PUMMELO CANKER A NEW DISEASE OF PUMMELO IN BANGLADESH
R. Islam and T. K. Dey. 2012. Pummelo canker: a new disease of pummelo in Bangladesh. Bangladesh J. Plant Pathol. 28(1&2): 69-70
Citrus canker caused by Xanthomonas axonopodis was first time recorded from pummelo (Citrus grandis) in Bangladesh. Initially the disease appeared as small, slightly raised, round and light green spots on young leaves, twigs, and fruits. The size of lesion increased gradually with the progress of time. At advanced stage, the lesions become grayish white. Leaf surface as well as fruit skins become ruptured forming corky appearance with brown and sunken centers. Similar symptoms also appeared on inoculated fruits.
Pummelo (Citrus grandis) is a common citrus fruit in Bangladesh. It is grown in backyard orchards as well as small holdings. A total of 56,000 metric tons of pummelo is produced in the country (Mondol et al. 2011). Canker caused by the phytopathogenic bacterium, Xanthomonas axonopodis pv. citri) is a common disease of pummelo and other citrus crops grown in Bangladesh. The disease is responsible for reducing yield, quality and market values of citrus fruits (Agrios 2006). Its occurrence was first noticed in Bangladesh in 2008. The incidence and severity of the disease was found to be increasing year after year.
In Bangladesh, the pathogen causes necrotic lesions on leaves, stems and fruits under natural conditions irrespective of citrus crops. Initially the lesions appear as small, slightly raised, round and light green spots on young leaves, twigs and fruits. Later, the lesions become grayish white. Leaf surface as well as fruit skins become ruptured forming corky appearance with brown and sunken centers (Plate IA). The margins of the lesions on leaf are often surrounded by a yellowish helo.
Canker infected fruit samples were collected from Moulovibazer and Sylhet districts and the pathogen was isolated following tissue planting method (Schaad and Stall 1988). For isolation, small sections of infected fruit skin were cut with a sterile scalpel and surface sterilized with 1.0% chlorox solution. About 0.5 ml sterilized distilled water was placed in a sterilized watch glass. Few pieces of surface sterilized infected tissues were placed
in the water and pressed with the handle of the scalpel to crush the samples and kept for 30 minutes to release the bacteria into the water. One loopful of the bacterial suspension was streaked on yeast peptone sucrose agar (YPSA) plates. The plates were incubated at 28C for 72 hours (Schaad and Stall 1988). Bacterial colonies developed on the plate were further sub-cultured on same medium. Singe cell bacterial colonies were isolated and transferred to sterile distilled water in test tube. The water culture of the bacterium in test tubes was preserved at room temperature. The pathogenicity test of the pathogen was performed by inoculating healthy pummelo fruit. Apparently healthy fruits were surface sterilized with 1.0% chlorox. Hole (5mm diameter and 4 mm depth) was made on the surface of a fruit with a flame sterilized cork borer. One loopful of pure bacterial suspension preserved in test tube poured into the hole. Inoculated fruits were kept in a moist blotter on a tray, covered with a polythene bag to maintain high humidity and incubated at room temperature (30±2C). After seven days of incubation, characteristic symptoms of canker developed on inoculated fruit skins (Plate IB), which were almost similar to the symptoms appeared on fruits under natural conditions (Plate IA and B). Based on pathogenicity test the disease was confirmed as canker and the causal bacterium as Xanthomonas axonopodis. Available literature indicates that citrus canker of pummelo may be considered as the first report of the disease from the country.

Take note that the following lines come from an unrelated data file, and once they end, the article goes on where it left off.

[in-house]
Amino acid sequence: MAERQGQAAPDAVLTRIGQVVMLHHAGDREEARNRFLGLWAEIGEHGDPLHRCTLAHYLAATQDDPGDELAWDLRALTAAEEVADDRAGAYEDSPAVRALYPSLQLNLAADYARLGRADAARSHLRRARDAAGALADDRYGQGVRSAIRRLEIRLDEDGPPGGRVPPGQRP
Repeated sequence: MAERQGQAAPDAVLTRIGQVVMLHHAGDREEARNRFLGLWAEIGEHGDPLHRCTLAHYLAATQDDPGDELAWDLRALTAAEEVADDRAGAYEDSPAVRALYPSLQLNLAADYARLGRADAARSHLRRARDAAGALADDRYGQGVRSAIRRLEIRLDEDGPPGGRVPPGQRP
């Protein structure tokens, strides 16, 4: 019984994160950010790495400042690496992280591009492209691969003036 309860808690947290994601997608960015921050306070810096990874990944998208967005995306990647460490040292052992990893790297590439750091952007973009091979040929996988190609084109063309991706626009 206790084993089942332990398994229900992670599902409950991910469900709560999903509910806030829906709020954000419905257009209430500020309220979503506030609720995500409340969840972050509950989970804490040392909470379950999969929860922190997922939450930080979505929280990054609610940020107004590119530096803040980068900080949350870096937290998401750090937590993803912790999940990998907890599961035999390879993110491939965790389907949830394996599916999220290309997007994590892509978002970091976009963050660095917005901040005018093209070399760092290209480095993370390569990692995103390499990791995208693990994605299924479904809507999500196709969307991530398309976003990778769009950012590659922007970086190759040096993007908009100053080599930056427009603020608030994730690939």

Agrios, G. N. 2006. Plant Pathology. 5th Eds. New Delhi. India. p. 667.
Mondol, R. I., Islam, S., Bhuiya, A. J., Rahman, M., Alam, M. S. and Rahman, H. H. 2011. Krishi Projukti Hatboi (Handbook on Agro-technology). Fifth edition. Bangladesh Agicultural Research Institute, Gazipur-1701. pp 91-98.
Schaad, N.W. and Stall, R.E. 1988. Xanthomonas. In. Laboratory guide for identification of plant pathogenic bacteria, 2nd ed. (ed. N. W. Schaad). APS Press, St. Paul, Minnesota. 81-84 p